Tuesday, April 10, 2012

Will A Gun Fire Underwater?

I get this question once in a while from authors and when I saw this video I figured now was a good time to address it again. This video is interesting for a couple of reasons.First and foremost it dispels the rumor that guns won't work underwater. This is not a new finding. Despite comments from the videographer, this question has been addressed by researchers and professional (military/police) for a long time.

Now, water can dramatically affect both the velocity and flight path of a bullet. In fact, many police crime labs use water tanks to fire test bullets into. The water stops the bullet in a relatively short distance and doesn't leave any markings (rifling) on the bullet which may complicate the comparison to a bullet recovered from a crime scene. What this means for authors is that your gun will only be lethal for perhaps a few feet (depending on caliber). Even if the bullet retained enough velocity it would likely veer off it's flight path towards the target. So when your hero is diving under the water and is ten feet down; he's probably pretty safe from the bad guys firing into the water from the boat above; especially if they are just firing handguns.

Another interesting observation in the video is that of the gases expelled from each gun. The video gives the viewer an insight into how these gases are expelled. With the revolver there are two basic "areas". One is between the barrel and cylinder. This is often referred to as a "cylinder gap". CSIs sometimes see these on walls or door frames where a person barricaded themselves while shooting. It is clear evidence that a revolver was used. In contrast, the semi-auto pistol expelled most of the gases out of the muzzle. These gases are important in forensics because they also contain and propel gunshot residue which can land on the suspect.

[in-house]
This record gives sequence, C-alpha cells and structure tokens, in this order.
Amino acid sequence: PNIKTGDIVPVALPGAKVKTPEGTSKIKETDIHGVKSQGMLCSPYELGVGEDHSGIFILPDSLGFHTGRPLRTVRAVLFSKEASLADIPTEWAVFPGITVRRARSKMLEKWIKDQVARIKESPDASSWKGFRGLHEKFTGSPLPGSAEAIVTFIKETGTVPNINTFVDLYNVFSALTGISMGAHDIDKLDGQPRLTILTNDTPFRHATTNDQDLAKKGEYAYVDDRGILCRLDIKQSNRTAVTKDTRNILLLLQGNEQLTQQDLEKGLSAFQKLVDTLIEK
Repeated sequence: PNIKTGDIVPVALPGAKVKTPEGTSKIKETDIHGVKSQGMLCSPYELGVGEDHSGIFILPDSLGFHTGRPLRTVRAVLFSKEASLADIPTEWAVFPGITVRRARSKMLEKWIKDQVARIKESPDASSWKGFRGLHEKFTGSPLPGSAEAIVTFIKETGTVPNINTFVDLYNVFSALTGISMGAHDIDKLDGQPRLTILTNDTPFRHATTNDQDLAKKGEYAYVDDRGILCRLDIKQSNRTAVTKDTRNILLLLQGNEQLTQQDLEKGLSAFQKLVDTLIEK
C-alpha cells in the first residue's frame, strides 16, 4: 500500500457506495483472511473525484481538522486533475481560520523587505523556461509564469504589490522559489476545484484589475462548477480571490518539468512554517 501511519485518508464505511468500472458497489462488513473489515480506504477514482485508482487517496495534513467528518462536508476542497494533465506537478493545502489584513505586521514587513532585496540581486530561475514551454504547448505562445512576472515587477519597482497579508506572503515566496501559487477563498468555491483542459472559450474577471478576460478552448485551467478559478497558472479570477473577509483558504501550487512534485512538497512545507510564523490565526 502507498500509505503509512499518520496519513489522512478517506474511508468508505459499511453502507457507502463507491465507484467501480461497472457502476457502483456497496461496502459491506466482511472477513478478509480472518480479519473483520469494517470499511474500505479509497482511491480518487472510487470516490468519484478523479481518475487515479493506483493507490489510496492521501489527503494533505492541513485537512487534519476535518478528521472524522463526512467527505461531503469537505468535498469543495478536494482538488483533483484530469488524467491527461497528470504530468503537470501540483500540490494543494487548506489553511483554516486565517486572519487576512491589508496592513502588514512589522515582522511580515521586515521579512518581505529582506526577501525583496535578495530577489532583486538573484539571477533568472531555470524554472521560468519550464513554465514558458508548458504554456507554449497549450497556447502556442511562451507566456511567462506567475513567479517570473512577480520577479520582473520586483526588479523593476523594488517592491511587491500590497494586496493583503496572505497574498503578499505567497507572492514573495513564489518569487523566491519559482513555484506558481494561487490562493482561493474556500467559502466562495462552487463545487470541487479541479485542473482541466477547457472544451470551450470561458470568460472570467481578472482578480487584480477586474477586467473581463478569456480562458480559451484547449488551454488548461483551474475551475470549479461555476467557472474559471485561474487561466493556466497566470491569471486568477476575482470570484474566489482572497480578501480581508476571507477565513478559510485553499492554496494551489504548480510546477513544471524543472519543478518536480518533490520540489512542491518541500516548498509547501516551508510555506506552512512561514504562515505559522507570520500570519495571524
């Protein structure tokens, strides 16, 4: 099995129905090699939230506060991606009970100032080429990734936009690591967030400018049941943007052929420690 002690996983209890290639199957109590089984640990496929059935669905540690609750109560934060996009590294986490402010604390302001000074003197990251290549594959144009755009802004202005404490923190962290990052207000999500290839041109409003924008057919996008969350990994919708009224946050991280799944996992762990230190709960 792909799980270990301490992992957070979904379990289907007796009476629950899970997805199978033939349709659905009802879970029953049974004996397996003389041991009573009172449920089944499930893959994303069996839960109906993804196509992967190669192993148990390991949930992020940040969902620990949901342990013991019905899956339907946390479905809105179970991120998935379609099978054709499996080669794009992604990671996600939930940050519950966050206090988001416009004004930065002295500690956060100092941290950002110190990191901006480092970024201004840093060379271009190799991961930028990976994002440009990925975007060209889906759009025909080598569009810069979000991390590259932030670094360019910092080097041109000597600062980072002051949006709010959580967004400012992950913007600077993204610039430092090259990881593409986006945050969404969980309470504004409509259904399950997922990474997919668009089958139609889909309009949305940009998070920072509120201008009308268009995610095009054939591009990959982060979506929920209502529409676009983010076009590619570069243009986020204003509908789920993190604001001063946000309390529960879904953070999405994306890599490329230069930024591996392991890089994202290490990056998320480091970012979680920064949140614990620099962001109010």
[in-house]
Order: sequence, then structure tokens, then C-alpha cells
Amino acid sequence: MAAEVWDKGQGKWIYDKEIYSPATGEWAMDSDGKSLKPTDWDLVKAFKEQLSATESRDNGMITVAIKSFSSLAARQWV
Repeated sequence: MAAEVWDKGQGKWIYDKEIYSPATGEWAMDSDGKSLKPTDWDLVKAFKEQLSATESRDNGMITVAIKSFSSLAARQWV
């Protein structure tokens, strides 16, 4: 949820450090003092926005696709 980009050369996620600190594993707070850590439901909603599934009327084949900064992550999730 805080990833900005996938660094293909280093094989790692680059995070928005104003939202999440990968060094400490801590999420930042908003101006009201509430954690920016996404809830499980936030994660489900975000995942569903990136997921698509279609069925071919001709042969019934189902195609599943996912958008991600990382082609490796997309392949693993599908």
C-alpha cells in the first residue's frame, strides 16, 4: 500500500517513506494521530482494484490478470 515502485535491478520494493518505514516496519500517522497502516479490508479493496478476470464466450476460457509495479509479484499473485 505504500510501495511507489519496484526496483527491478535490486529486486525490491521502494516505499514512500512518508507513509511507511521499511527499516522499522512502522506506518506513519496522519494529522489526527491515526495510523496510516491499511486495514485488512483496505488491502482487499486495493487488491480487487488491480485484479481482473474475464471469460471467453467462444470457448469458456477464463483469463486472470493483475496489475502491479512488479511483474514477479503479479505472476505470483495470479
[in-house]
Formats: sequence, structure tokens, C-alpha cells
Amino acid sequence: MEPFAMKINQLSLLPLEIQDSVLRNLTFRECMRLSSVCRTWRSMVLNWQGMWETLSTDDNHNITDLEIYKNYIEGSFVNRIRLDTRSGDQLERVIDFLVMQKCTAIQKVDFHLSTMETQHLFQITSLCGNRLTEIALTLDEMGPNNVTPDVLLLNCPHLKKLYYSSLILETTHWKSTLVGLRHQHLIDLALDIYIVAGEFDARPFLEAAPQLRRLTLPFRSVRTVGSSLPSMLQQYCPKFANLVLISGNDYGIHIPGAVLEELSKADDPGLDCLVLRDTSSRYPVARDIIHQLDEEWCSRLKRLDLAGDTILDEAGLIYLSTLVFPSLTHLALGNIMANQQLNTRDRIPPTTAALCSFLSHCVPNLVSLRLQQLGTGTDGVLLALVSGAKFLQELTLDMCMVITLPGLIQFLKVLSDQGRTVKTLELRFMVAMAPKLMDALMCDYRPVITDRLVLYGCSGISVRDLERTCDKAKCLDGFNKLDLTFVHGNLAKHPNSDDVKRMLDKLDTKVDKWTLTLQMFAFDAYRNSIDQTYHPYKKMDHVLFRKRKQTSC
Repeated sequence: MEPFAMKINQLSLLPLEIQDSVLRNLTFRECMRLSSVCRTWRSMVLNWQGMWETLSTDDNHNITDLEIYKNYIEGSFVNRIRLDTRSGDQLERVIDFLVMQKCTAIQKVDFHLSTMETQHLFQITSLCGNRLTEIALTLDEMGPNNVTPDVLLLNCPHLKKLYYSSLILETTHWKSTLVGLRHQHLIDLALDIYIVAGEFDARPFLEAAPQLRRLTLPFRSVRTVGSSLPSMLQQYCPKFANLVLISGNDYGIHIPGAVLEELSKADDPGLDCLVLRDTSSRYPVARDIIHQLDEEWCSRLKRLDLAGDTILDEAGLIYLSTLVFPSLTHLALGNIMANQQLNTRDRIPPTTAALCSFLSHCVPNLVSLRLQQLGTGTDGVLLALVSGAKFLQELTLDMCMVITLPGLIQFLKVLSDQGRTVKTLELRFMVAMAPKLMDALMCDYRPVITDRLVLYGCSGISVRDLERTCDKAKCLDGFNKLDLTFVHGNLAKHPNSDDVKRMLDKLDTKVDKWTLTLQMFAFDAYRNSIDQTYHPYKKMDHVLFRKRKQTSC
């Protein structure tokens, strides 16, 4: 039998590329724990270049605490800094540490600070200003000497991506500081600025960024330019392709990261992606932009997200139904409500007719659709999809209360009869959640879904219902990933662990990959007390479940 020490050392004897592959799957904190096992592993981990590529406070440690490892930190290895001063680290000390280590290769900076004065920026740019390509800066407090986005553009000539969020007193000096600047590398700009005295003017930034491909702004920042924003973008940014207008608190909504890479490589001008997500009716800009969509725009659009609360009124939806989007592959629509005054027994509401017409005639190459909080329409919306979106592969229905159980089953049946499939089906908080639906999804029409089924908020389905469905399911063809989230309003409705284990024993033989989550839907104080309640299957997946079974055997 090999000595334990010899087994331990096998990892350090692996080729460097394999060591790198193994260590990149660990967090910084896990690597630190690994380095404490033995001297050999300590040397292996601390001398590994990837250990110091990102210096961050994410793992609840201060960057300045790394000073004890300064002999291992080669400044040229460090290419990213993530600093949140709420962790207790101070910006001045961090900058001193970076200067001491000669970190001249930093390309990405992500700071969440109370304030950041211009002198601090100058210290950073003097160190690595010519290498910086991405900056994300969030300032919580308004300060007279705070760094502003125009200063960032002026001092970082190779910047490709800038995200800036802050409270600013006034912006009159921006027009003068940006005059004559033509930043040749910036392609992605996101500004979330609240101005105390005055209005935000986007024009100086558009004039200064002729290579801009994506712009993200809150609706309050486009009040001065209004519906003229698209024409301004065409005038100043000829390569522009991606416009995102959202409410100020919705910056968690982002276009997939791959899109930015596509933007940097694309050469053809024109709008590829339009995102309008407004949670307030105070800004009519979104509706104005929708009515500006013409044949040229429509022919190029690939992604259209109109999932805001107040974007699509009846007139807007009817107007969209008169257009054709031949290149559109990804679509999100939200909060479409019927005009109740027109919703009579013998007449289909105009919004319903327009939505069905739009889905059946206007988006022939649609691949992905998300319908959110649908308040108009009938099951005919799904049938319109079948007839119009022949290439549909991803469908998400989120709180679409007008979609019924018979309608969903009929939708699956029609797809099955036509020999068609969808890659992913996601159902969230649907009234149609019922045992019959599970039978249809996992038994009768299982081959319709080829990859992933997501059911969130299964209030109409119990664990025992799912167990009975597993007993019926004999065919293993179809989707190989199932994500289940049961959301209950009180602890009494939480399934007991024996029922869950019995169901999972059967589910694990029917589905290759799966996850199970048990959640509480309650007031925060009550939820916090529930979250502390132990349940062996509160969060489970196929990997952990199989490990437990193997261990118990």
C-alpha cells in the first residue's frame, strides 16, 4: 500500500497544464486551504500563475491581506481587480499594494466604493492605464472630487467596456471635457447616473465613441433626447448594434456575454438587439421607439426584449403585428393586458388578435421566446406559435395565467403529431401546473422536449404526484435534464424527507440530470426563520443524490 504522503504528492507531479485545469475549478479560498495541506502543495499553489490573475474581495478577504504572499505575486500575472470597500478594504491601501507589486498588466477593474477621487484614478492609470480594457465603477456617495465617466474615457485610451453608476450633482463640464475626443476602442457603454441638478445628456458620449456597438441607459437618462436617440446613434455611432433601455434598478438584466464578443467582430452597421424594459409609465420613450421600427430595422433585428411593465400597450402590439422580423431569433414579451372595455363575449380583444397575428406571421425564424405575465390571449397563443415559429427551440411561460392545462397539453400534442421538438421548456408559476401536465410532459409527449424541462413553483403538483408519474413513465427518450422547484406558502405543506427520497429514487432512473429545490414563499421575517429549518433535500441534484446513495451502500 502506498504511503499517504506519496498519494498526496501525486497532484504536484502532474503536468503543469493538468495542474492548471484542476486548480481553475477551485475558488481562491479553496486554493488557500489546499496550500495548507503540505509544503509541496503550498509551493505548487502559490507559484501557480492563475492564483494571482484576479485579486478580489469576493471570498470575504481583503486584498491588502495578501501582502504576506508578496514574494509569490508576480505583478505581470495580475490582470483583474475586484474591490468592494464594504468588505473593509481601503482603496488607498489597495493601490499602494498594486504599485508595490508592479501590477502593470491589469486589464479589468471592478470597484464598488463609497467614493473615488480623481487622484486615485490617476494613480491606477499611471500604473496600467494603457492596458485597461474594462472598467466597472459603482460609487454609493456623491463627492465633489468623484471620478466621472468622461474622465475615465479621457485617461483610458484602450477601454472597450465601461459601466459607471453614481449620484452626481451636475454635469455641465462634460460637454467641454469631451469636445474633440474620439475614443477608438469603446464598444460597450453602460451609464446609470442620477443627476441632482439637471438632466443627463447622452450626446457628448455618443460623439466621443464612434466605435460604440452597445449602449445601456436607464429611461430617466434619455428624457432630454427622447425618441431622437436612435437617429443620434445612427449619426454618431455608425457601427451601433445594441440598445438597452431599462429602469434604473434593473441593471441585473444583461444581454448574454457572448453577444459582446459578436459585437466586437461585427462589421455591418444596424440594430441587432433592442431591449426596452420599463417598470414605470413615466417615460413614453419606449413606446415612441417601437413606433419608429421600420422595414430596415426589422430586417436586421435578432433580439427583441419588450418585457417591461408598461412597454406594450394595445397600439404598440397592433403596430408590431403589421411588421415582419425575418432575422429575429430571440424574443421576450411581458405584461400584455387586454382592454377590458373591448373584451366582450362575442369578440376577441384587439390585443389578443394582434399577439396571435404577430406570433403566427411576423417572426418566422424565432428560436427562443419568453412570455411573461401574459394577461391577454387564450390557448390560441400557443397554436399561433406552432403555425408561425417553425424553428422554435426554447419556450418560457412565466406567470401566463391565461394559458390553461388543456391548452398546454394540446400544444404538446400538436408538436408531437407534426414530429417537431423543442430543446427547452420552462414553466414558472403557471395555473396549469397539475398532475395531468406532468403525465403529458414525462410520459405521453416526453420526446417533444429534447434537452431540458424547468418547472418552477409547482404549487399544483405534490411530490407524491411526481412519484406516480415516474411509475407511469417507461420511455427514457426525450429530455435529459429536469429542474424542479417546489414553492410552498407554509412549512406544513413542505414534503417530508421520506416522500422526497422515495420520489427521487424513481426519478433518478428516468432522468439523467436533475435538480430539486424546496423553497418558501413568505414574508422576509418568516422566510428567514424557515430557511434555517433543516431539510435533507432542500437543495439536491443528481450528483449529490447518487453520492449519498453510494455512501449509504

Guns are metal so prolonged exposure underwater can have detrimental effects on the working parts. But brief exposure shouldn't cause too many problems in the short term. Some guns like the Glock were originally designed for military Special Forces and have small grooves in the frame that allows water to flow out of the gun after it is brought out of the water. Contrary to the video host, some guns have been designed with submersion in mind. So don't be afraid to get your fictional guns a little wet, as long as it isn't for days on end.


  1. Great information, Tom! Writing about guns and rifling is challenging for me, so it's great to have an in-house source of information.

    Reading this post made me think of the recent scene from Castle, in which Rick shoots a gun in a car underwater to cut through a seat belt that's stuck. It seemed highly unlikely at the time, but now I at least know it's possible.

  2. To see the video, click on the word "video" in the first sentence.

  3. Thanks, Tom. Now I know that those scenes where someone is being shot at in the water and survives are plausible. I will never roll my eyes at those again.

    And thanks for pointing out how to see the video.

  4. Great post Tom.

    Your expertise is what makes The Scent of Fear so great!

  5. I always enjoy reading your posts, Tom. They often force me to think outside the box--that thing I sometimes find myself trapped inside.

  6. Great post, Tom. I agree with Peg about the eye rolling thing.

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